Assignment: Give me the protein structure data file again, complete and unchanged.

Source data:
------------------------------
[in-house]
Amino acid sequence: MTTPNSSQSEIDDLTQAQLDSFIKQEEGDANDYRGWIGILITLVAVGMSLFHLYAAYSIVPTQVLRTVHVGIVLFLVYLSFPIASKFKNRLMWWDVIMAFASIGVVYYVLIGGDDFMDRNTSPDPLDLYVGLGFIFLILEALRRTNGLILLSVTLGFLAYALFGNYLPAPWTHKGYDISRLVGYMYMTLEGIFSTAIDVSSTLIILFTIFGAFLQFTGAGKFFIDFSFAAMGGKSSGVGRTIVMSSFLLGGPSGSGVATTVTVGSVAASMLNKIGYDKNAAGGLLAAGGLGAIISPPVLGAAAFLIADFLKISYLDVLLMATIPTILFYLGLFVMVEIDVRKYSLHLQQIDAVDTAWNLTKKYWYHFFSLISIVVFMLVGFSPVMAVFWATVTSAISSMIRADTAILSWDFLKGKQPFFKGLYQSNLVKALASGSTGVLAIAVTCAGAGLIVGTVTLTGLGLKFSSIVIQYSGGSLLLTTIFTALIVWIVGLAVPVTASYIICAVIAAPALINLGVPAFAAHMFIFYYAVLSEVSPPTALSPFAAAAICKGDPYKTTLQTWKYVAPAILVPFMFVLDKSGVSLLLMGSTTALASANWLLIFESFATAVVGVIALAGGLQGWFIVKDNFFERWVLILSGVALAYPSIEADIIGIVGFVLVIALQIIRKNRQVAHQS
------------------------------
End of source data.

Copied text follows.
[in-house]
Amino acid sequence: MTTPNSSQSEIDDLTQAQLDSFIKQEEGDANDYRGWIGILITLVAVGMSLFHLYAAYSIVPTQVLRTVHVGIVLFLVYLSFPIASKFKNRLMWWDVIMAFASIGVVYYVLIGGDDFMDRNTSPDPLDLYVGLGFIFLILEALRRTNGLILLSVTLGFLAYALFGNYLPAPWTHKGYDISRLVGYMYMTLEGIFSTAIDVSSTLIILFTIFGAFLQFTGAGKFFIDFSFAAMGGKSSGVGRTIVMSSFLLGGPSGSGVATTVTVGSVAASMLNKIGYDKNAAGGLLAAGGLGAIISPPVLGAAAFLIADFLKISYLDVLLMATIPTILFYLGLFVMVEIDVRKYSLHLQQIDAVDTAWNLTKKYWYHFFSLISIVVFMLVGFSPVMAVFWATVTSAISSMIRADTAILSWDFLKGKQPFFKGLYQSNLVKALASGSTGVLAIAVTCAGAGLIVGTVTLTGLGLKFSSIVIQYSGGSLLLTTIFTALIVWIVGLAVPVTASYIICAVIAAPALINLGVPAFAAHMFIFYYAVLSEVSPPTALSPFAAAAICKGDPYKTTLQTWKYVAPAILVPFMFVLDKSGVSLLLMGSTTALASANWLLIFESFATAVVGVIALAGGLQGWFIVKDNFFERWVLILSGVALAYPSIEADIIGIVGFVLVIALQIIRKNRQVAHQS